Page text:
Citation. Messing, Rudavsky & Weliky, P.C. v. President & Fellows of Harvard College, 436 Mass. 347, 764 N.E.2d 825, 2002)
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Brief Fact Summary.
Plaintiffs challenge sanctions imposed on them for ex parte communication with some of Defendant’s employees during the course of a gender discrimination suit.
Synopsis of Rule of Law.
The “no-contact rule” regarding communication with an opposing party’s employees only applies to those employees with “authority to commit the organization regarding the subject matter of representation.”
In the course of a gender discrimination suit against the Harvard University police department, Plaintiff law firm communicated with five members of the department-two lieutenants, two patrol officers, and a dispatcher-without notifying Defendant’s counsel or giving them an opportunity to be present for the communication. (None of the individuals contacted were alleged to have engaged in the discriminatory behavior.) Defendant, Harvard University, requested the court to issue sanctions for this behavior as a violation of Massachusetts Rule 4.2, which prohibits ex parte communication with employees of an organization represented by counsel. The lower court, interpreting this rule to apply to any employee whose statements would constitute an “admission” for evidentiary purposes, granted these sanctions, and Plaintiffs now appeal.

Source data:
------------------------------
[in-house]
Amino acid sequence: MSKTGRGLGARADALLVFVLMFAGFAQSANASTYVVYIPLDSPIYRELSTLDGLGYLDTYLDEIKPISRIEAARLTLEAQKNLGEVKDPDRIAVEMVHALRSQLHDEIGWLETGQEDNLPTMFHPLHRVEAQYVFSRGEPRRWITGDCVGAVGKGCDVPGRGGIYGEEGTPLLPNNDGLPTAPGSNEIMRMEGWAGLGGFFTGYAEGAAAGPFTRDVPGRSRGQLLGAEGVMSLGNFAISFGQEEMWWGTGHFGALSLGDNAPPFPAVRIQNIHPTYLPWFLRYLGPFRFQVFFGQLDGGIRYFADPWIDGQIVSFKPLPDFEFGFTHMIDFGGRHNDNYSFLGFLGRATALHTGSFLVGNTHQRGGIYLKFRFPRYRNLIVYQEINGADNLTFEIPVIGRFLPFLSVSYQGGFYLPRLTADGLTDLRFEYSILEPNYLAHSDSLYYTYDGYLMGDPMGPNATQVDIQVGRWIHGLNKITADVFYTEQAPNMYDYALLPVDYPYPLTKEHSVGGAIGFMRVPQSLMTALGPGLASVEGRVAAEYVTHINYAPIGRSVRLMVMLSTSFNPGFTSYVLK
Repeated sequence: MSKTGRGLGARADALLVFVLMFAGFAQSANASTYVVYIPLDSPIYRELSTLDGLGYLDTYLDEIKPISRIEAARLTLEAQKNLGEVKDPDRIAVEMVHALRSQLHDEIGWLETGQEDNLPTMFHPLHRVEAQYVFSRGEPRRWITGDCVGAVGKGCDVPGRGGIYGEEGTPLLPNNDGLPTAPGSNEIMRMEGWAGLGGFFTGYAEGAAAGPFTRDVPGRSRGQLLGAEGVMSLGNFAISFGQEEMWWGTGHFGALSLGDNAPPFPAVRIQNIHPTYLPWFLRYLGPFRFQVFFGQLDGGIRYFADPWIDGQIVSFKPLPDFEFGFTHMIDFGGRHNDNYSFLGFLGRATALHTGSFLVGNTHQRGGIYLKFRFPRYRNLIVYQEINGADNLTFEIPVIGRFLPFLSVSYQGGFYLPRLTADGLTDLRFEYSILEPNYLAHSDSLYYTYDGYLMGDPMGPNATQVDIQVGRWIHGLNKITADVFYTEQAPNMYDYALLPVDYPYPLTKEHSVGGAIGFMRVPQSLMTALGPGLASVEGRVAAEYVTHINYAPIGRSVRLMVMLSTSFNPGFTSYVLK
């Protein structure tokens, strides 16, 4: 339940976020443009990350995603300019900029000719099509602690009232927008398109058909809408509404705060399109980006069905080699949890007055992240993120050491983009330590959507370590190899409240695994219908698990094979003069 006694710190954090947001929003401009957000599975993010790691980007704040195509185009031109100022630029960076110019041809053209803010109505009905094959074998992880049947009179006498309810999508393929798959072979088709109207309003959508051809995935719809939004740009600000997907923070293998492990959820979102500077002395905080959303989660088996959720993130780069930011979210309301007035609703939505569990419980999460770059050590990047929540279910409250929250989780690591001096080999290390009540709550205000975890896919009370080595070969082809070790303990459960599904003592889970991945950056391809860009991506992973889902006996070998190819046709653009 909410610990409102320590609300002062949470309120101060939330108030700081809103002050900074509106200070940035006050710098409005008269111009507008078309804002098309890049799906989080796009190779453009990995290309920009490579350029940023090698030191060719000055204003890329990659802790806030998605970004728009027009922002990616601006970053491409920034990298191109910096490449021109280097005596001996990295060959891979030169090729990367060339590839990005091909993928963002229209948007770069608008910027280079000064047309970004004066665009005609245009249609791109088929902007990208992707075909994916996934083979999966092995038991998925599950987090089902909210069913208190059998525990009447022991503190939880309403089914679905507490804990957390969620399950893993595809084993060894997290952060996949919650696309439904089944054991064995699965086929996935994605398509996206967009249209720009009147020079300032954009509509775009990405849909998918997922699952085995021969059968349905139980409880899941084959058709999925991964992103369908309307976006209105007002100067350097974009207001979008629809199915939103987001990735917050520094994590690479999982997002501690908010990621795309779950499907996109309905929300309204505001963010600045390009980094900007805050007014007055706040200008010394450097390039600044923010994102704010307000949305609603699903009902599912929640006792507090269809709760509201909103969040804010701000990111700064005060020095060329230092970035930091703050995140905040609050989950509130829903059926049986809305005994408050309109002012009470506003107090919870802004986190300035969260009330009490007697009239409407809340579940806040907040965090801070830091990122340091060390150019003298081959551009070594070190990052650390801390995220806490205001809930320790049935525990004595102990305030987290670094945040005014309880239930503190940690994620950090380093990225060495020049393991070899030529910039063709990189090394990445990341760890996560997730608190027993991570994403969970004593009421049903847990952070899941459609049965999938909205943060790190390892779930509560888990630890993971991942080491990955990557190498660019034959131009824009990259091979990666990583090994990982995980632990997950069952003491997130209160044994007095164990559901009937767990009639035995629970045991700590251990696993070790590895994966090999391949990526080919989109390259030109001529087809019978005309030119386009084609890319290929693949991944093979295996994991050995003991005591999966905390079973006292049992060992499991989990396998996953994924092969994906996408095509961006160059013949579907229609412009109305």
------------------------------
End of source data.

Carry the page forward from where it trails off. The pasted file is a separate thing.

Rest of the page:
Was Plaintiff’s communication with Defendant’s employees a violation of Rule 4.2 under these circumstances?
No. The court offers a new interpretation of the rule such that only ex parte contact with employees with the authority to “commit the organization to a position regarding the subject matter of representation” would constitute a violation of the Rule. These employees did not have that authority, and the contact was not inappropriate. Reversed.
Many jurisdictions still link the “no-contact rule” with the evidentiary principle of party admissions, a theory explicitly rejected by the Supreme Judicial Court in this case.